The mission of the Center for Craft, Creativity & Design is to advance the understanding of craft by encouraging and supporting research, critical dialogue, and professional development. The Center’s programs strive to support the best examples of research and practice in the field.
We value and embrace the voice of the next generation. Every year, the Center awards $15,000 Windgate Fellowships to ten graduating seniors with extraordinary skill in craft—one of the largest awards offered nationally to art students. We also place four emerging curators within prominent institutions under the Windgate Museum Internship Program.
Our knowledge-sharing activities strengthen our community and professional networks. As a result of our annual Think Tanks, the Center produced Makers, the first comprehensive survey of American studio craft, supported the launch of The Journal of Modern Craft, and created the Craft Research Fund Program. The Center is the only organization functioning as a catalyst for scholarly research in American craft.
The Center for Craft, Creativity & Design (CCCD) is a nationally recognized organization that was originally established as an inter-institutional, public service center of the University of North Carolina (UNC) by the Board of Governors and General Assembly in May 1996. On July 22, 1998, its nonprofit support organization received 501(c)(3) authorization for the purpose of soliciting funds for programs and operations. In August 2013, a generous gift from the Windgate Charitable Foundation allowed CCCD to purchase its historic facility at 67 Broadway Street in downtown Asheville. On October 1, 2013, the nonprofit 501(c)(3) assumed full authority over CCCD's operations and programs due to increasing budget cuts to the UNC System.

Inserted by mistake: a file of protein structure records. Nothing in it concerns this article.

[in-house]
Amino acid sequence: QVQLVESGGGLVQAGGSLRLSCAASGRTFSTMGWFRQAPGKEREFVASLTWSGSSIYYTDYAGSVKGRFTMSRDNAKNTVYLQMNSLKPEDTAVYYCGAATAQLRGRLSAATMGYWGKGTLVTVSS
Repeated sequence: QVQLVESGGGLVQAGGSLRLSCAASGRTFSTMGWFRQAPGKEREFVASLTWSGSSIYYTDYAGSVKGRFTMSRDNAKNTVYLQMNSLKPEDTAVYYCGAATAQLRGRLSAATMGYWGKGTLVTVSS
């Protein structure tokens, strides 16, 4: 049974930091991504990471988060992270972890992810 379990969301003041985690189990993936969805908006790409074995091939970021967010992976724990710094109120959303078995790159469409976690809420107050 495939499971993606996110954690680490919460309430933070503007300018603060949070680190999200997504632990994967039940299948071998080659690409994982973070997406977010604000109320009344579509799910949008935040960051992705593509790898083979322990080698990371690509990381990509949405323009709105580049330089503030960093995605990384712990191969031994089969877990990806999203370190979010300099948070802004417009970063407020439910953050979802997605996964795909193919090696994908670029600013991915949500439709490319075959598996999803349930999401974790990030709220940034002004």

CCCD grew out of a 1994-1995 study commissioned by HandMade in America that recommended a new organization with the purpose of integrating craft, craft history, and craft criticism into education at the college level. The purpose of locating CCCD within an academic system was to incorporate the subject of craft, particularly as it relates to creativity and design, as an acknowledged and valued part of the university curriculum. CCCD forged wide-ranging interactions with undergraduate and graduate programs and is now associated with groundbreaking work in the scholarship of American craft.
In addition to building on the scholarly and institutional resources of the academy, CCCD also committed to relating to craft organizations and individual artists, museums, and other entities in a similarly strategic fashion, drawing upon the extensive history of craft, regional economic development, and evolution of craft production throughout the region and beyond. Western North Carolina has historically been, and continues to be, a vital location for craft production in the United States. CCCD, whose foundation was built upon collaboration between students, faculty, scholars, researchers, and working artists, serves as a catalyst for producing programs across institutions, colleges, and communities to stimulate conversations and critical dialogue.
The Materials-Based Research Grant is a new, pilot grant from initiative from CCCD that will support the expanding definition of craft-based research and promote collaboration between the fields of Craft, Science, Technology, Engineering, and Mathematics (STEM).